Anne-Gaelle is an elderly French woman who has lived most of her life in New Zealand. As she gets older, she says it is getting harder and harder for her to both understand English and to be understood. A trustee company manages her financial affairs. Anne-Gaelle says she has been asking the trustee company repeatedly for help, but they pretend they do not understand her or promise to help and do nothing. Anne-Gaelle feels as though the trustee company think she is uneducated, but she says she has attended university both in France and New Zealand.
A couple of years ago, before she retired, Anne-Gaelle became very unwell and applied for a sickness benefit through Work and Income New Zealand (WINZ). WINZ told Anne-Gaelle that it needed information about her income from the trustee company. Anne-Gaelle authorised the trustee company to release that information but it did not. As a result, Anne-Gaelle decided to forgo the benefit and rely on her daughter for financial help. The whole experience was extremely stressful.
More recently, Anne-Gaelle has become extremely worried that her affairs are not being properly managed, and the trustee company’s reassurances do not ring true. Anne-Gaelle asked FSCL for help.
The trustee company agreed Anne-Gaelle had frequently contact it, but just did not understand how it could help her. From the trustee company’s perspective, it had done everything she had asked and did not know how to progress matters.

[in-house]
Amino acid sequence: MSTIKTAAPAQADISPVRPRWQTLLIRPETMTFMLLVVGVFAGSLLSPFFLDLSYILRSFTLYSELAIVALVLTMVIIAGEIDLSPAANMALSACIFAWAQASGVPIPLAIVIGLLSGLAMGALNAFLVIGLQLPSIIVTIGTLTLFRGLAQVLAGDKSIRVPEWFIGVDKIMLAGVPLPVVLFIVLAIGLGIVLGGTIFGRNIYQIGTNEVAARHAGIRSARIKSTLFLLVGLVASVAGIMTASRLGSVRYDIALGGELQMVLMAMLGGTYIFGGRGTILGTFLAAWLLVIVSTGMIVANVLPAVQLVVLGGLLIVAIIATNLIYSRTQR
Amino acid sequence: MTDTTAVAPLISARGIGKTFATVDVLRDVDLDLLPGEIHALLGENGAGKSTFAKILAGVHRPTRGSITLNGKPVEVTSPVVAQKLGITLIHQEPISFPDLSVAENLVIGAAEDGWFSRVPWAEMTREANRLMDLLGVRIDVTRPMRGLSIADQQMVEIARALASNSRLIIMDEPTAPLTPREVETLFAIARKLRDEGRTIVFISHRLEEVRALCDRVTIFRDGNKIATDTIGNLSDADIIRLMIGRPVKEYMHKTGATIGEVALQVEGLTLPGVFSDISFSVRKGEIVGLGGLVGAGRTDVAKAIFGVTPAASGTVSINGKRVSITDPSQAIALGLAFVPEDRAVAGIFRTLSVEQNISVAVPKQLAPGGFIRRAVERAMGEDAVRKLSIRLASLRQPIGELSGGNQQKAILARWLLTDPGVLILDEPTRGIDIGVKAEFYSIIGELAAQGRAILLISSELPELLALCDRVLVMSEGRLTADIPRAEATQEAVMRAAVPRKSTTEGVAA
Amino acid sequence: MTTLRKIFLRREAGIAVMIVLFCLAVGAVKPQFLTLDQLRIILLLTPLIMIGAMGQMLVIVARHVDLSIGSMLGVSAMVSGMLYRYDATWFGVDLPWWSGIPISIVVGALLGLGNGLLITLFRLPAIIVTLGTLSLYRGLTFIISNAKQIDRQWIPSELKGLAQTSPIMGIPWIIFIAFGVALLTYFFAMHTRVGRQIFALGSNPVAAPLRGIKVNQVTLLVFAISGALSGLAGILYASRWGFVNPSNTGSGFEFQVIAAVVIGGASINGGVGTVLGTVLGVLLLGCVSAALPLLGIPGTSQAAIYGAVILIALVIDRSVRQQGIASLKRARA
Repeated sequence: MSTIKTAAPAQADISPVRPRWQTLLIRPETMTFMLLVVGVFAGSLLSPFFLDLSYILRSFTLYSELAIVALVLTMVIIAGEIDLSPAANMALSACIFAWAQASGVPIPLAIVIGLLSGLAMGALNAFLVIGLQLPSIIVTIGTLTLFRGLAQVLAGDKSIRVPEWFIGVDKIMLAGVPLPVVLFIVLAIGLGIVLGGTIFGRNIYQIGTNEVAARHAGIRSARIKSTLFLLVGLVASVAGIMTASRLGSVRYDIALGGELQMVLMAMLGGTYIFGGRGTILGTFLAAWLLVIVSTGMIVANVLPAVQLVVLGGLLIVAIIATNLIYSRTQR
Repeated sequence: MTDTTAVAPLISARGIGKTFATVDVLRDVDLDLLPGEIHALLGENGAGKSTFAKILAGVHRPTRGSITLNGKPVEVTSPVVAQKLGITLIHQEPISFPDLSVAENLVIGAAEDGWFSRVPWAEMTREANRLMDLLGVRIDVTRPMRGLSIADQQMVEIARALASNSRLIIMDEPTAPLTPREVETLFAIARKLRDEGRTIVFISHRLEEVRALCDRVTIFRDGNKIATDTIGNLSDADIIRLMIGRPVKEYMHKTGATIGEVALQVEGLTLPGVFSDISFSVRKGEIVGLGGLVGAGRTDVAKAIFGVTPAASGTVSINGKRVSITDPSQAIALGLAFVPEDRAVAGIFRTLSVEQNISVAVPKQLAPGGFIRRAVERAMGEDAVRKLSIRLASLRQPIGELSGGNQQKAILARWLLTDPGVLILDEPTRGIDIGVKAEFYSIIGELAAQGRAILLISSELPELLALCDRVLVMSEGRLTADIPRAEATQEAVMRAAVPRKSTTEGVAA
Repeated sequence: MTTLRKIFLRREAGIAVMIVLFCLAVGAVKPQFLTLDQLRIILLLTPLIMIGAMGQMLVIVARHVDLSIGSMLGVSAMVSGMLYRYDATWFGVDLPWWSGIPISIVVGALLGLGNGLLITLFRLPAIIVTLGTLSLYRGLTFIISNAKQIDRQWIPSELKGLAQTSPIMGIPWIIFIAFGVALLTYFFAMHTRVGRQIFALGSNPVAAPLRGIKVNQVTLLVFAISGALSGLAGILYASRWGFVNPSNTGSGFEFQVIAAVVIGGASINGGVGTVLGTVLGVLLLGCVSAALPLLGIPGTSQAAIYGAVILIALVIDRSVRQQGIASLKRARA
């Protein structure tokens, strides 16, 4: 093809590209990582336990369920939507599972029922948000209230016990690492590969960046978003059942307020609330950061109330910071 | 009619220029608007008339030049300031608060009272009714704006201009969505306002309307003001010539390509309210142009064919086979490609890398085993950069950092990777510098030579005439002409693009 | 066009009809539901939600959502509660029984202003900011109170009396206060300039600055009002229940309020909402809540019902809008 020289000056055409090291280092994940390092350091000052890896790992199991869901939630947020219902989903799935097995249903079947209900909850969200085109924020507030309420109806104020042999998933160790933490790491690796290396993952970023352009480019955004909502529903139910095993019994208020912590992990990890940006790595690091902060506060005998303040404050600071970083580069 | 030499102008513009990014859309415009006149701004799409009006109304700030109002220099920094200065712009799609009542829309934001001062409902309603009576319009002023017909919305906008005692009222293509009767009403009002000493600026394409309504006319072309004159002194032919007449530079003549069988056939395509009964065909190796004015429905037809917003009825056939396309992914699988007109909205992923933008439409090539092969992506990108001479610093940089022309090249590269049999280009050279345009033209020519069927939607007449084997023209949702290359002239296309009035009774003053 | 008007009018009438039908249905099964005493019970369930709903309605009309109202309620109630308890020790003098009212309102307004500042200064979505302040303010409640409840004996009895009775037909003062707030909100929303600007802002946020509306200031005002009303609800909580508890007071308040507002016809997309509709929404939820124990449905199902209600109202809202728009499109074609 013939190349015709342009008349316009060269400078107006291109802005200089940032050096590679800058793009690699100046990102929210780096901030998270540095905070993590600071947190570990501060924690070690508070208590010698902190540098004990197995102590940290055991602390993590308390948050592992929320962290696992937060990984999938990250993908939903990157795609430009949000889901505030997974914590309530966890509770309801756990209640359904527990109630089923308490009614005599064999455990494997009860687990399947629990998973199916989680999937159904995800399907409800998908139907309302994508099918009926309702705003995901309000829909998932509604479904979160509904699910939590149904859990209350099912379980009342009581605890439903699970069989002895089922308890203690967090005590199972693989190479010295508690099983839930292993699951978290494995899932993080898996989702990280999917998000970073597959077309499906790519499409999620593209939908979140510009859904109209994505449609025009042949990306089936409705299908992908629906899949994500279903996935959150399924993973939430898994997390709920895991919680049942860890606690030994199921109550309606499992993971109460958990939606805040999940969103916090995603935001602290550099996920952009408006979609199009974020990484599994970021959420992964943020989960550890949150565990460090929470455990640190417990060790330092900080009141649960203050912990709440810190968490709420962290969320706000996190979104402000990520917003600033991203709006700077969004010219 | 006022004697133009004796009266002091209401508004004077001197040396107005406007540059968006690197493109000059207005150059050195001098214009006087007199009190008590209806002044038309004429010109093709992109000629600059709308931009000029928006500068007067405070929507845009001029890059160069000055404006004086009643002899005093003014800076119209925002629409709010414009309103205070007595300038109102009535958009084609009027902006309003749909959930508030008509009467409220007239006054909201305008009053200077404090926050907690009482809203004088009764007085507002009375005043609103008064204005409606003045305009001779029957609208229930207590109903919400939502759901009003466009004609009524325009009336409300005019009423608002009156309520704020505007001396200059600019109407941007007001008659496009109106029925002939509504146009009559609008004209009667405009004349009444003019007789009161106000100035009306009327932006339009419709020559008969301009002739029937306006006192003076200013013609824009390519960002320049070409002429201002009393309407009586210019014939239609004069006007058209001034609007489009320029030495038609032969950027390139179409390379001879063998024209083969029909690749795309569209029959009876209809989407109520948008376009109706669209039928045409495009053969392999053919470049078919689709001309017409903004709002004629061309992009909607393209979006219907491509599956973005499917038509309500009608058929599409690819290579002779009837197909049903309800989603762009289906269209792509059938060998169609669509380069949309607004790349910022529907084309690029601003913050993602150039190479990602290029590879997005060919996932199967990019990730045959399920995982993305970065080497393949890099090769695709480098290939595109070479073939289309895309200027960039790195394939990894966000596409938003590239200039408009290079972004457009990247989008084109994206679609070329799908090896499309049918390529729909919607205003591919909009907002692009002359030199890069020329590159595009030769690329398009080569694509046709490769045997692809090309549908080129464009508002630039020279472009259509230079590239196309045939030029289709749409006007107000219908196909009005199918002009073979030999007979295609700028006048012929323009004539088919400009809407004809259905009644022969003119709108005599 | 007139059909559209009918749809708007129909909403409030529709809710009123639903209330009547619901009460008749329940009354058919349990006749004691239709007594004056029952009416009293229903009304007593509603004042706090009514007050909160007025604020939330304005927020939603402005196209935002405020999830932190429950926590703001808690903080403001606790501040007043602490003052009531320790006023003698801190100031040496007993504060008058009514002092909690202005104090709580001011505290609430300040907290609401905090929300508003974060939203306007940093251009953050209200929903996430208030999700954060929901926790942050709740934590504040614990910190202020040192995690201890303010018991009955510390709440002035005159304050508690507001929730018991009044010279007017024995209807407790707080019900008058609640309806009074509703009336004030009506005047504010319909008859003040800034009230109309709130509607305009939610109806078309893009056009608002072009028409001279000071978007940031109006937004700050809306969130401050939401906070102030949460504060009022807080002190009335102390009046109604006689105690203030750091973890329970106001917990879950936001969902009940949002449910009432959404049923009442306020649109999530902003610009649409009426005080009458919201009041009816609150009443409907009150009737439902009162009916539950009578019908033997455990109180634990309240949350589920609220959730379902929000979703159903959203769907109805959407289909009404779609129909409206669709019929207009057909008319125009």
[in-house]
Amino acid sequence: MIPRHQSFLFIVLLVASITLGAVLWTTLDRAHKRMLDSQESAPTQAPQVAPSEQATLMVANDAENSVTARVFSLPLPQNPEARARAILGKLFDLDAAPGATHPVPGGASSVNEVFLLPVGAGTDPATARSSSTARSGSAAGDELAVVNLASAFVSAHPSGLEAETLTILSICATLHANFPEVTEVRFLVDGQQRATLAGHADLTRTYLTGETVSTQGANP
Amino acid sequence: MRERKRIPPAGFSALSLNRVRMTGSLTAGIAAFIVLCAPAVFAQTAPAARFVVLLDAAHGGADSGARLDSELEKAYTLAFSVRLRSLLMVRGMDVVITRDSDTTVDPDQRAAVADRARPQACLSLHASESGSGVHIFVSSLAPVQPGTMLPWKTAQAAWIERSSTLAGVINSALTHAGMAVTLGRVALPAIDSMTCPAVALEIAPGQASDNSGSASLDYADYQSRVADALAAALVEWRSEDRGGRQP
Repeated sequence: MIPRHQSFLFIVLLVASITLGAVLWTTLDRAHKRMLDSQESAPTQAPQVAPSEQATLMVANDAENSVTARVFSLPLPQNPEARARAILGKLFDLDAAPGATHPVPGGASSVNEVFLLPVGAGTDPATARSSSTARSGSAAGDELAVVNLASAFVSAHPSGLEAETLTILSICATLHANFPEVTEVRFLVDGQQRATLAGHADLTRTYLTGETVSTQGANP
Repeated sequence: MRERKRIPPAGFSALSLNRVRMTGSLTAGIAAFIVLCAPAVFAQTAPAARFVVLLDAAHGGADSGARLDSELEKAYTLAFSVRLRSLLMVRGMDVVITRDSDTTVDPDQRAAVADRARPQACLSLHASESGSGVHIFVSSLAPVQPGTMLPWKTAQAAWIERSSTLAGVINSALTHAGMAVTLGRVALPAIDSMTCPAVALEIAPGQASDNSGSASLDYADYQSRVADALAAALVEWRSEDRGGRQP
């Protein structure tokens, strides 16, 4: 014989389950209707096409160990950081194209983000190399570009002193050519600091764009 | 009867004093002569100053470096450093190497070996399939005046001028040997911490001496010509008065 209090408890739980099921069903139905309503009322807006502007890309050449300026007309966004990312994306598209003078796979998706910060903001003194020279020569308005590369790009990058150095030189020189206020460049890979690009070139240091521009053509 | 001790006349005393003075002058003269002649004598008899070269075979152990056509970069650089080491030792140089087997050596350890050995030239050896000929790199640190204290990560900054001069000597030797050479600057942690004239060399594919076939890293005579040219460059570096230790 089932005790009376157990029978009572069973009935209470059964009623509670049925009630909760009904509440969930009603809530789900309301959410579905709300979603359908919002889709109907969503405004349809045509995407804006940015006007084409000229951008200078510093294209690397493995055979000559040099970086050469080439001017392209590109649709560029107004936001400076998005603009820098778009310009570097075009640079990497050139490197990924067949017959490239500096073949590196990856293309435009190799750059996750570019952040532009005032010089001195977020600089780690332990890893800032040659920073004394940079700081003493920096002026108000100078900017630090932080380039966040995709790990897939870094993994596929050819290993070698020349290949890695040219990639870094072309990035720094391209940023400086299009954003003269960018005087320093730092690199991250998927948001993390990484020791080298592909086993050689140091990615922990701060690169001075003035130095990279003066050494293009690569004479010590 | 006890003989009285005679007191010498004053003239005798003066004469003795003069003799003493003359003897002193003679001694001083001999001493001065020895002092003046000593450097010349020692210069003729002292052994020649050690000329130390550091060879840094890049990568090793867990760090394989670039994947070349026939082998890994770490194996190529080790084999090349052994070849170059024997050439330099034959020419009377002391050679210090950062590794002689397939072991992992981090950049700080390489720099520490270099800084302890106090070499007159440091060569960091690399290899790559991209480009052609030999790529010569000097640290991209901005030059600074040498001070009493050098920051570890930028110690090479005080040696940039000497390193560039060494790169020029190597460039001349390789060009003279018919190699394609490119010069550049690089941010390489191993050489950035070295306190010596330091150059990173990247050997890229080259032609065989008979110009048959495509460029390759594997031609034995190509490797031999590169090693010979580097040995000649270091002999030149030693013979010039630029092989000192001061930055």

Anne-Gaelle says she has told the trustee company what she needed, but it dismissed her.
It seemed to us that the communication had completely broken down between Anne-Gaelle and the trustee company. We were also having some difficulty understanding the cause of Anne-Gaelle’s concern. We felt the best way forward would be to have everyone in a room and talk through Anne-Gaelle’s concerns.
Unfortunately, Covid-19 had other ideas and we had to cancel the planned meeting. We discussed with the trustee company and Anne-Gaelle how we might meet. Anne-Gaelle confirmed that she was familiar with video calling and that her daughter might be able to help explain her frustrations.
We arranged for a video call between Anne-Gaelle, her daughter Clementine, the person responsible for managing her affairs at the trustee company and the trustee company’s complaints person. Only two of the five people on the call were in the same city, but through using modern technology we were able to make contact.
With Clementine’s help, Anne-Gaelle was able to express herself and the trustee company was able to explain some of the things it had said to Anne-Gaelle that had caused so much confusion. As it transpired, the trustee company needed some documents from Anne-Gaelle to allow it to complete a tax return. Clementine said she would make sure the trustee got the necessary documents.
The trustee company sincerely apologised for the distress Anne-Gaelle had experienced. However, it explained that its records showed it had given WINZ the information requested and could not understand why the sickness beneficiary application could not be progressed. Anne-Gaelle accepted the explanation and apology.
We then discussed how we might avoid this happening in the future. We agreed that, in the first instance, all communication will be in writing. But if the trustee company does not receive the response it is expecting from Anne-Gaelle, it will arrange a video call with Clementine.
The complaint was satisfactorily resolved on this basis.
Insights for all of us
We are looking forward to using video calling more often in the future as an efficient way to resolve complaints. We think it will be particularly helpful where a relationship or communication breakdown sits at the heart of a complaint. Being able to see the people involved and pick up on visual cues may help to re-establish relationships.